Kernel symbols are names of functions and variables. Global symbols are those
which are available outside the file they are declared in. Global symbols
in the Linux kernel currently running on a system are available through
`/proc/kallsyms` file. This includes symbols defined inside kernel modules
Global symbols are of two types:
- those explicitly exported through EXPORT_SYMBOL_GPL and EXPORT_SYMBOL
- those which are not declared with `static` C keyword and hence visible to
code which is statically linked with the kernel itself and may be available
outside the kernel image.
The first type, explicitly exported ones, are denoted with capital letter in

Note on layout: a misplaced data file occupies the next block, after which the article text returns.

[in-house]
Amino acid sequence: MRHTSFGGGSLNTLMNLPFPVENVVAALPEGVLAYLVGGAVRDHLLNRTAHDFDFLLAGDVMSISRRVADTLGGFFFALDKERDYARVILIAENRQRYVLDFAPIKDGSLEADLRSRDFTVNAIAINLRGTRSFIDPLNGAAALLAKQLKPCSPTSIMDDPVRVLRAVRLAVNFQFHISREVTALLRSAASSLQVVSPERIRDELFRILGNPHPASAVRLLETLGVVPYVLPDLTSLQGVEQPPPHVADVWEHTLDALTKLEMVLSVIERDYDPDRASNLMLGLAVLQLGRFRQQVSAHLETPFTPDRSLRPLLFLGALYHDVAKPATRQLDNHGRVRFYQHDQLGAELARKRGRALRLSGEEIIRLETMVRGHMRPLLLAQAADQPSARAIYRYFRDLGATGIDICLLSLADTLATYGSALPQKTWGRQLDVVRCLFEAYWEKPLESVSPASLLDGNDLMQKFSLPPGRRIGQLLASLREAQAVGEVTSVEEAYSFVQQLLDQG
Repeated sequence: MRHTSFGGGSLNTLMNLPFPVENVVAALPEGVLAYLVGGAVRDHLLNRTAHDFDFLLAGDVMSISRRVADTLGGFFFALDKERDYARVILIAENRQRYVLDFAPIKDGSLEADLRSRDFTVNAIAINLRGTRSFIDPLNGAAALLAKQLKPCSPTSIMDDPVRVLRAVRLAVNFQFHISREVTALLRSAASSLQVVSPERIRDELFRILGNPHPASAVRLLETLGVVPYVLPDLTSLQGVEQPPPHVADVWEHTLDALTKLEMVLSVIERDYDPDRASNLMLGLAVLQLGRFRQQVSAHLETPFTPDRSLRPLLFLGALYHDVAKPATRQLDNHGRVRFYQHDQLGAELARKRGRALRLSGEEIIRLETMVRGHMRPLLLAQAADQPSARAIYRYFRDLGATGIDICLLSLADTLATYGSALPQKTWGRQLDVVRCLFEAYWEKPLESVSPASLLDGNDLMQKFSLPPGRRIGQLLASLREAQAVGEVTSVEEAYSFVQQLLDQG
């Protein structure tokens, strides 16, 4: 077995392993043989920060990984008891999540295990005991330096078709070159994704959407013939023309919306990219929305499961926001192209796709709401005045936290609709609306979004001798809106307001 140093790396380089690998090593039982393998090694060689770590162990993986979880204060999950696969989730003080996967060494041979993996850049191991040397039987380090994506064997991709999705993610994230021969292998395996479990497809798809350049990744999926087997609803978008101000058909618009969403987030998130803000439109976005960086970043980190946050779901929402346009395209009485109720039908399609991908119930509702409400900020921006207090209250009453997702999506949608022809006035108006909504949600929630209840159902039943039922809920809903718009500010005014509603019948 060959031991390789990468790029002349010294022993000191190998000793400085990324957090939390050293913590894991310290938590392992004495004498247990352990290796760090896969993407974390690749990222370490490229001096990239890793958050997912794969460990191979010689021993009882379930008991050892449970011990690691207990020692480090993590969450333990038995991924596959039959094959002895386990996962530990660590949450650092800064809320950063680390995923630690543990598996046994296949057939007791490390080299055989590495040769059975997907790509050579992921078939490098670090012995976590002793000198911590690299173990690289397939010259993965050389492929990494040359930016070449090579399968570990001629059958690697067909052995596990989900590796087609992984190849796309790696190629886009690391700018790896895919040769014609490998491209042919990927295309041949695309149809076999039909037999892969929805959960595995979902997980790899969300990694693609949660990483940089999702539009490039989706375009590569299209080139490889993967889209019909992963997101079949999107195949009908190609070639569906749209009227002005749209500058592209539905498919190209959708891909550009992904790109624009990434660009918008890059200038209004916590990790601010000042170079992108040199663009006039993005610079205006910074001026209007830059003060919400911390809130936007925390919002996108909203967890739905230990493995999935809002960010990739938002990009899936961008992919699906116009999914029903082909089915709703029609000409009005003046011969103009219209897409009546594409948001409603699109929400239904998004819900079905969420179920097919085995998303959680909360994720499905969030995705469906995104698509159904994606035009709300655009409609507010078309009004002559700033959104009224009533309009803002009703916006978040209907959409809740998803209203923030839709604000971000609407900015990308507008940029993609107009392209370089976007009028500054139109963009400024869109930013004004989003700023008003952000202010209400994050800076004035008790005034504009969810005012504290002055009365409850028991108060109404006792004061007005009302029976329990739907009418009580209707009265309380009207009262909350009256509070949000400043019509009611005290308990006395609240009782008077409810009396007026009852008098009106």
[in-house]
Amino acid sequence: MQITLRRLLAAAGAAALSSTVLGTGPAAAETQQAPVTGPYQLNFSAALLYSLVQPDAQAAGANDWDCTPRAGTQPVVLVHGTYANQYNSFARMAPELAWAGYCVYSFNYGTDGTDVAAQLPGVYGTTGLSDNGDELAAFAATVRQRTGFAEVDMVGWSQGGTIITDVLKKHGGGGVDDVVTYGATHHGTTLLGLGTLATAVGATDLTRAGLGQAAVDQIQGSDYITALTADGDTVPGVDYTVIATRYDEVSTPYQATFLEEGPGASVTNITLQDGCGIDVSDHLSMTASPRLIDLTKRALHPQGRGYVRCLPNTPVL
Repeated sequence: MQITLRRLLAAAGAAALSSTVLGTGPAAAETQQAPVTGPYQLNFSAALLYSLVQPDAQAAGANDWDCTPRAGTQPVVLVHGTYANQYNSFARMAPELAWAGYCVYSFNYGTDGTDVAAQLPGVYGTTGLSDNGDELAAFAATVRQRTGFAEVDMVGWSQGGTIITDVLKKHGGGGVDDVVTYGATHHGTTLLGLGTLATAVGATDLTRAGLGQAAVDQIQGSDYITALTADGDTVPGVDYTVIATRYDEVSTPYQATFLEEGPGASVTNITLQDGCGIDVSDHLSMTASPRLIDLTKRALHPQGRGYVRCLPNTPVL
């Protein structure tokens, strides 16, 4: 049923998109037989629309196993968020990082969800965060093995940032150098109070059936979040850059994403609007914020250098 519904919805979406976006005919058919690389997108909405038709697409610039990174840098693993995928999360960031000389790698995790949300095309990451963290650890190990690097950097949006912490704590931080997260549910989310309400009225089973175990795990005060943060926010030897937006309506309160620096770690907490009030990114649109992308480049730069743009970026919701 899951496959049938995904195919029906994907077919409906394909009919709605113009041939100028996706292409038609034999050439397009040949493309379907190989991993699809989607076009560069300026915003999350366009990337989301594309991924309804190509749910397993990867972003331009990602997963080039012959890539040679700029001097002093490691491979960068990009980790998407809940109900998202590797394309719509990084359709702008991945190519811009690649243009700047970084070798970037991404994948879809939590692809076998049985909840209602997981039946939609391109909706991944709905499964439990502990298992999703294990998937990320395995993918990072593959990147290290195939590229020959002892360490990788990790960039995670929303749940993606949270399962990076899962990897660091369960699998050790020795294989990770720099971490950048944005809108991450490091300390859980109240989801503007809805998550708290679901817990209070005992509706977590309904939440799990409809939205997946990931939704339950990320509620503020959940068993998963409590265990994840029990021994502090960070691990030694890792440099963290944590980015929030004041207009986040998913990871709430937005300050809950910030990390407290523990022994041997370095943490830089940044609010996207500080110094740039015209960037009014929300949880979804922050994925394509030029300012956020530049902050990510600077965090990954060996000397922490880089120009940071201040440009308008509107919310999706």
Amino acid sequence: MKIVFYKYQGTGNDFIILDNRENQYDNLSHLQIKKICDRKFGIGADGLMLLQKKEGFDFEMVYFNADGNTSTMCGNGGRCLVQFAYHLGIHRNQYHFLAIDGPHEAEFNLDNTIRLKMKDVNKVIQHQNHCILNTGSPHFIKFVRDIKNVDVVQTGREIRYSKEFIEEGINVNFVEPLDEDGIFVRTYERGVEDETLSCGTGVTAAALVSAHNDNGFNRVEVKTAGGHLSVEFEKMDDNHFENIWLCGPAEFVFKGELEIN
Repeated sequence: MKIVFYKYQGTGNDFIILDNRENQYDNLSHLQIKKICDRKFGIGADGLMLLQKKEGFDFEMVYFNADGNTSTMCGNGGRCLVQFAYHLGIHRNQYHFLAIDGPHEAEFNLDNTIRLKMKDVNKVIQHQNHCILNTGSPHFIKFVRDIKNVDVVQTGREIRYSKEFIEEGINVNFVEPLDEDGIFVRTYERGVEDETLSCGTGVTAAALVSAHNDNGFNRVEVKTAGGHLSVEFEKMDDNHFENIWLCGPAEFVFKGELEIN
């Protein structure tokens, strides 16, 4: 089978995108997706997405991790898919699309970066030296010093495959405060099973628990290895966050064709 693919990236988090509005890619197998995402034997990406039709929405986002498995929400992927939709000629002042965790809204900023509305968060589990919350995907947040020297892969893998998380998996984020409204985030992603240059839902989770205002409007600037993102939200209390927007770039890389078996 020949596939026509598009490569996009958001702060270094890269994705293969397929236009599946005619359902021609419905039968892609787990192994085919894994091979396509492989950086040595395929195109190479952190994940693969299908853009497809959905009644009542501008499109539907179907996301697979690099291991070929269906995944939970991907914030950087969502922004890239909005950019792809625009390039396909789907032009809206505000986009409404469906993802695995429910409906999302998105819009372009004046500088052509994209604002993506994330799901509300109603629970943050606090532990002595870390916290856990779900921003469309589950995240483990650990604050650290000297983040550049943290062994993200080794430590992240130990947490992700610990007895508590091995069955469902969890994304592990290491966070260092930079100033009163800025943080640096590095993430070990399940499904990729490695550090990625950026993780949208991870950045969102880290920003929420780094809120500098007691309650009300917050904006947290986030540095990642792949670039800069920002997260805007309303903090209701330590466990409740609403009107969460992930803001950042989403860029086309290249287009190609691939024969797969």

output of `cat /proc/kallsyms` – e.g. T if the symbol is in text section, i.e.
a function name. The second type are denoted with small letter – e.g. t for a
function which isn’t exported via EXPORT_SYMBOL_GPL or EXPORT_SYMBOL.
Inside kernel code, we can access symbols which are exported explicity by
simply using them like other variables, e.g. by calling printk() function.
For global symbols which aren’t explicitly exported, but are still available,
we can attempt to access them by calling kallsyms_lookup_name() function,
defined in kernel/kallsyms.c:
unsigned long kallsyms_lookup_name(const char *name);
This takes symbol name as argument and returns its address in memory, i.e. a
pointer to it. The calling code can dereference the pointer to make use of that
symbol. If the symbol isn’t found, the function returns NULL.